By Jason Hsu
The U.S. Fed’s recent rounds of quantitative easing are often understood as a vehicle of the Full Employment Act – and rightfully so. It works like this: the Fed expands its balance sheet by borrowing digital currency from the universe, as if posting IOUs to God; the Fed then lends that money to the U.S. government in exchange for Treasury bonds; and the government spends that money to stimulate U.S. employment and growth. With each new round of easing, the U.S. government’s debt grows in tandem with the Fed’s balance sheet.
The beauty of this system is that the U.S. government can never default, because it can always borrow more money from the Fed (who borrows from our infinitely patient Maker) to repay its debts to the Fed. One has to admire the elegant circularity of this approach. It is among the privileges of maintaining sovereignty over one’s currency, a privilege the Greeks relinquished to their regret.
The U.S. Fed is not the only central bank to engage in quantitative easing. To the consternation of some economists, developed countries across the globe use the practice aggressively to promote regional employment and growth. By contrast, casual central bank watchers have noted China’s relative restraint. Compared to the central banks in many developed countries, the People’s Bank of China’s (PBC) balance sheet looks fit and healthy, and Beijing’s finances are as strong as ever.
What troubles China-watchers is the mounting debt owed by local municipalities and Chinese state-owned enterprises (SOEs). The state-owned banks who lend to these institutions are also increasingly laden with bad loans. This situation is arguably dire. Municipalities and SOEs could default, toppling banks in a domino effect that yields a financial market contagion. This is precisely the kind of financial crisis the U.S. experienced during the recent sub-prime debt crisis. At least, so argue the China bears.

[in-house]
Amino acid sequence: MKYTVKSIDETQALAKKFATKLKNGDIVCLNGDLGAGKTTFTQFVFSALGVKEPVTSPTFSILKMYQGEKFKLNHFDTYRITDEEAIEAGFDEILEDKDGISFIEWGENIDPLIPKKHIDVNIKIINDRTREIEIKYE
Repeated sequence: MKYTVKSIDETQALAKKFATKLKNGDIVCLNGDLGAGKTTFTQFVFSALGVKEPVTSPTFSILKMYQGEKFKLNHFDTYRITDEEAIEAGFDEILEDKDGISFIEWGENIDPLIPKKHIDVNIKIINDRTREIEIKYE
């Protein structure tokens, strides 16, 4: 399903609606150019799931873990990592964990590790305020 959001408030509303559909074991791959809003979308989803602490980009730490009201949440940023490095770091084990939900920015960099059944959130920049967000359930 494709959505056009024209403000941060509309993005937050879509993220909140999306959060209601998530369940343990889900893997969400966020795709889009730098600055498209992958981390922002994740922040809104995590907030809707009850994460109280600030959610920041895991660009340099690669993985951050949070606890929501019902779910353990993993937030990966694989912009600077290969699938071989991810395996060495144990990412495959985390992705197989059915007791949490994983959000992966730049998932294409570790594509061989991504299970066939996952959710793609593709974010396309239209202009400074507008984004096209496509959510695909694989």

I believe the argument described above fails to recognize the Chinese approach to quantitative easing. First, we can view Chinese SOEs as extensions of the Chinese government. Staunch advocates of laissez-faire, who are often critical of SOEs, should note these SOEs are at least as efficient as any state bureaucracies– Chinese, American, or otherwise. Second, we can view state-owned banks as extensions of the People’s Bank of China (PBC). It is clear that these banks do not lend to municipalities and SOEs based on careful credit analysis designed to maximize profit; instead, they lend because these massive entities are major employers that are crucial to stabilize the political economy. Needless to say, Beijing and the PBC will back state-owned banks with unlimited funds (IOUs to Buddha?) so they can continue financing municipalities and SOEs to maintain and create jobs.
As you can see, there is a striking parallel between China’s quantitative easing and that of Japan, U.S. and Europe. Just as the Fed expands its balance sheet to bankroll the U.S. government, so does the Chinese central bank – through its state-owned banking satellites – expand its balance sheet to lend to Chinese government subsidiaries to promote employment and growth.
I am not the first to observe this parallel. But I’m going to make an uncharacteristic forecast based on my observation. (Those who know me well, know that I rarely make forecasts. I’m acutely aware that writing a blog does not give me an edge over other talking heads in the often misguided attempt to forecast the macroeconomy, so consider yourself warned). My forecast is this: I believe the predictions of municipal and SOE defaults are grossly exaggerated, if not outright misdiagnosed. So beware the China bears. And consider this: once we recognize Chinese quantitative easing for what it is, it’s not difficult to imagine a similar parallel between the path of future RMB and global currency interest rates.